Be Careful With Actives

Don’t be afraid of active ingredients for skin preservation or skin issues. Skin care products that have ingredients with exfoliating properties will cause the cells on the skin to turn over quicker or slough off faster. These ingredients are great for acne, smoothing fine lines, or lightening hyperpigmentation, but the skin will be thinner and more sensitive to waxing. Ingredients like salicylic acid, glycolic acid, retinol or vitamin C are contraindications to waxing, but this doesn’t mean clients must choose between clear skin and waxing.

The strength of the product will determine how long to discontinue it prior to waxing—usually 48 hours or more. For stronger prescriptions, discontinuing use for a week may be advisable. The client should always check with their doctor. Isotretinoin must be discontinued for at least six months, but a year is your best bet. Even then, some people will be too sensitive to wax ever again.

Isotretinoin is a contraindication for waxing anywhere on the body. Other products are contraindications for only the area the product is used on. However, be mindful of how products travel on the skin. This means that if a client uses a glycolic acid serum on their chin, this will also affect their eyebrows. Always clarify, asking if the client is using these ingredients anywhere on their face or body. Many ingrown hair products have ingredients like salicylic or glycolic acid, causing the skin to become sensitive to waxing.

Sensitive Skin Hair Removal

With so many reasons for sensitive skin, estheticians and clients may be feeling confused. Keep it simple! First, identify a client with sensitive skin (see Sensitive Skin Signs). Then, use the following steps to proceed with caution, or in the presence of contraindications, not to proceed.

1. Consultation Form. You will use this form as a reference for the verbal consultation. Be sure the consultation form includes questions referring to the above identifying factors of sensitive skin and the cause of sensitive skin. For example:

  • Are you taking any medications?
  • Are you using any products for acne?
  • Are you using any products to smooth or brighten the skin?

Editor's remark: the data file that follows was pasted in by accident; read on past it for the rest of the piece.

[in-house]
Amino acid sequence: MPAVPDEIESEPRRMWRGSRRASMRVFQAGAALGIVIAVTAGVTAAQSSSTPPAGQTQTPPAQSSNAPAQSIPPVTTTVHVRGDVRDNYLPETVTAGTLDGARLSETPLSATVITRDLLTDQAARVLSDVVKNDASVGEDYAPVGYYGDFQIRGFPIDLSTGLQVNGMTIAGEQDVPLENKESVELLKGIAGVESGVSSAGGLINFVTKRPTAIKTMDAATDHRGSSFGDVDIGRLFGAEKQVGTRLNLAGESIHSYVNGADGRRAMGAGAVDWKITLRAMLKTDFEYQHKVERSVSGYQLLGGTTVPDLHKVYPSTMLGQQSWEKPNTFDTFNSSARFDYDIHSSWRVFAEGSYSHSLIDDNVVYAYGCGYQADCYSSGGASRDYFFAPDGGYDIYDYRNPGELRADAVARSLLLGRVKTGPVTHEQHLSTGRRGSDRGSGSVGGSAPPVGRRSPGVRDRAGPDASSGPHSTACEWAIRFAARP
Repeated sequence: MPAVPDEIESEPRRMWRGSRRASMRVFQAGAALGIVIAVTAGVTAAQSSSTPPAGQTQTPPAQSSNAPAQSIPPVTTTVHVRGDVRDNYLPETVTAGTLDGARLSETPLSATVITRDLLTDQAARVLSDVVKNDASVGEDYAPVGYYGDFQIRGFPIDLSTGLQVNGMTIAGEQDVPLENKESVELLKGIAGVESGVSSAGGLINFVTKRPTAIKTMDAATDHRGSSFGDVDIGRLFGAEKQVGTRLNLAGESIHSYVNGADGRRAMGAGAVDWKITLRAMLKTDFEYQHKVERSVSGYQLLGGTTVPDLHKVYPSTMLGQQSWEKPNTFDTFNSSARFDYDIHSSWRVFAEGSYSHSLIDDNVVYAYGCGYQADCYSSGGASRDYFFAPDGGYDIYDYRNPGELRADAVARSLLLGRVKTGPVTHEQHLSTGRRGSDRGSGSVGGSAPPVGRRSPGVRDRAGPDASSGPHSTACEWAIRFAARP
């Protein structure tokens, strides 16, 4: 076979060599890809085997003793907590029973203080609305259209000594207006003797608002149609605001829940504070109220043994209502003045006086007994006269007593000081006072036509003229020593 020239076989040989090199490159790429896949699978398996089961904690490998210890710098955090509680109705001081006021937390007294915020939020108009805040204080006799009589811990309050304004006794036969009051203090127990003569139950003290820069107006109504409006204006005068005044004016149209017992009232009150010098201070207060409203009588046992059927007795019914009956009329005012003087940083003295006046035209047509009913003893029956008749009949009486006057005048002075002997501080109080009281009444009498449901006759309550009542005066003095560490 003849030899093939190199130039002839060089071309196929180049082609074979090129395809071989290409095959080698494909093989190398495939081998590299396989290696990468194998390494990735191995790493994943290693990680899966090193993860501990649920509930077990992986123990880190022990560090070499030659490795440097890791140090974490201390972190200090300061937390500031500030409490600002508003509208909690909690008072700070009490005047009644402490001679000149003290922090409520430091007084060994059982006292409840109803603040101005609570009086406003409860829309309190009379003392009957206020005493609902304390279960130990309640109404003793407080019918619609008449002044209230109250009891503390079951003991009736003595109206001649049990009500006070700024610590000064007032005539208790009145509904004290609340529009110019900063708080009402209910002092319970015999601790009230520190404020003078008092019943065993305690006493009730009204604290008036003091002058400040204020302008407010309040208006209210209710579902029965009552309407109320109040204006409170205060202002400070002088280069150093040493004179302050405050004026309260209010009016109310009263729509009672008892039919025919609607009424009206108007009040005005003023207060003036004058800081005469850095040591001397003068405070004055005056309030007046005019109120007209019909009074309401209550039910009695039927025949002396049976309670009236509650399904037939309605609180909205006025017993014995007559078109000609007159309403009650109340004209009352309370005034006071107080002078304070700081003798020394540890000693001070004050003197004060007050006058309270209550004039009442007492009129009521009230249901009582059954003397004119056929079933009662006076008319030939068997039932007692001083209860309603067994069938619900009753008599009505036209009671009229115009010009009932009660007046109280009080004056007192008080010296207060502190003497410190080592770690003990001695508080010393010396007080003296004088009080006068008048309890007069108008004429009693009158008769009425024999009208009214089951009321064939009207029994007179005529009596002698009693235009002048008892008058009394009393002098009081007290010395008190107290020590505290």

• Are you using products containing salicylic acid, glycolic acid or retinols?
  • Have you ever taken isotretinoin?
  • How much water do you drink?
  • Do your cheeks feel warm with alcohol intake?’

2. Waiver or release form. Every time the client visits, a waiver must be a signed.

3. Verbal Consultation. Verbally review the consultation form together to give yourself a clear understanding and offer any clues about their skin type and condition.

4. Identify contraindications. With the consultation and looking closely at the skin under a mag lamp, you will be able to see any contraindications and identify sensitive skin. Sensitive skin is not a contraindication, but chaffed skin or eczema are, as well as many ingredients and medications.

5. Choose a hard wax. Hard wax, or wax that does not use strips, is gentler on the skin. Hard wax will adhere to the hair, not the skin, making it ideal for sensitive skin.

6. Leave out fragrances and allergens. Use a hypoallergenic and fragrance-free wax. This allows for less redness and lowers the risk of hives or other skin reactions. Sensitive skin is reactive. Choose a wax that will keep the skin calm.

7. Use the proper waxing technique. Always prepare the skin with a cleanser and use a tiny bit of oil prior to waxing to create a barrier to protect the skin. Remove the wax gently but swiftly.

8. Use the correct after care. Post waxing products should include calming and soothing ingredients, like aloe.

References

  1. www.ncbi.nlm.nih.gov/pubmed/21781068
  2. www.npd.com/wps/portal/npd/us/news/press-releases/2017/for-nearly-half-of-us-women-using-facial-skincare-products-ingredients-determine-their-purchases/

Cali VanAelst, L.E. has been a licensed and practicing cosmetologist and esthetician since graduating from Pivot Point in 1989. She is currently the training director for Cirépil by Perron Rigot. She was selected by New City as the “Best Waxer in Chicago” and has been featured in both Allure and Chicago magazines as one of Chicago’s best.

Related Content